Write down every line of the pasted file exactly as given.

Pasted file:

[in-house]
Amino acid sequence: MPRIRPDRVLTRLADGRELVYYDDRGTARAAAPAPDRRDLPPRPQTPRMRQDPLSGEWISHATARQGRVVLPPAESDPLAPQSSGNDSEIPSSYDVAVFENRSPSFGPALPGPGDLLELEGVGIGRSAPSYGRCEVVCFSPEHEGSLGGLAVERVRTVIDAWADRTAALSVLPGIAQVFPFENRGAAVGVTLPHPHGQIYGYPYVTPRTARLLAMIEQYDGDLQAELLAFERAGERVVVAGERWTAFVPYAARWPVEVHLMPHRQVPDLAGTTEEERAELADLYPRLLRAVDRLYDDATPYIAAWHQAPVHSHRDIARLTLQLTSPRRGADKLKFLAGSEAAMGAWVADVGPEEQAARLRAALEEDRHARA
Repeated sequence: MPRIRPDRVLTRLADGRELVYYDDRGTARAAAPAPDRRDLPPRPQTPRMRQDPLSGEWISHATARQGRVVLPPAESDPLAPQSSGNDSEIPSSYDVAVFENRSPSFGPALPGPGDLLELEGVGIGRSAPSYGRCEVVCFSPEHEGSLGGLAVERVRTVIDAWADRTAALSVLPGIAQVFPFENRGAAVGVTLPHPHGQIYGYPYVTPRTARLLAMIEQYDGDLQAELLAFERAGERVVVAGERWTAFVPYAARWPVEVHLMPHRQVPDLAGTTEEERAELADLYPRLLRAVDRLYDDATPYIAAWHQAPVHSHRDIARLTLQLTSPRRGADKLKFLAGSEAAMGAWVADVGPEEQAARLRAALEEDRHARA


[in-house]
Amino acid sequence: MPRIRPDRVLTRLADGRELVYYDDRGTARAAAPAPDRRDLPPRPQTPRMRQDPLSGEWISHATARQGRVVLPPAESDPLAPQSSGNDSEIPSSYDVAVFENRSPSFGPALPGPGDLLELEGVGIGRSAPSYGRCEVVCFSPEHEGSLGGLAVERVRTVIDAWADRTAALSVLPGIAQVFPFENRGAAVGVTLPHPHGQIYGYPYVTPRTARLLAMIEQYDGDLQAELLAFERAGERVVVAGERWTAFVPYAARWPVEVHLMPHRQVPDLAGTTEEERAELADLYPRLLRAVDRLYDDATPYIAAWHQAPVHSHRDIARLTLQLTSPRRGADKLKFLAGSEAAMGAWVADVGPEEQAARLRAALEEDRHARA
Repeated sequence: MPRIRPDRVLTRLADGRELVYYDDRGTARAAAPAPDRRDLPPRPQTPRMRQDPLSGEWISHATARQGRVVLPPAESDPLAPQSSGNDSEIPSSYDVAVFENRSPSFGPALPGPGDLLELEGVGIGRSAPSYGRCEVVCFSPEHEGSLGGLAVERVRTVIDAWADRTAALSVLPGIAQVFPFENRGAAVGVTLPHPHGQIYGYPYVTPRTARLLAMIEQYDGDLQAELLAFERAGERVVVAGERWTAFVPYAARWPVEVHLMPHRQVPDLAGTTEEERAELADLYPRLLRAVDRLYDDATPYIAAWHQAPVHSHRDIARLTLQLTSPRRGADKLKFLAGSEAAMGAWVADVGPEEQAARLRAALEEDRHARA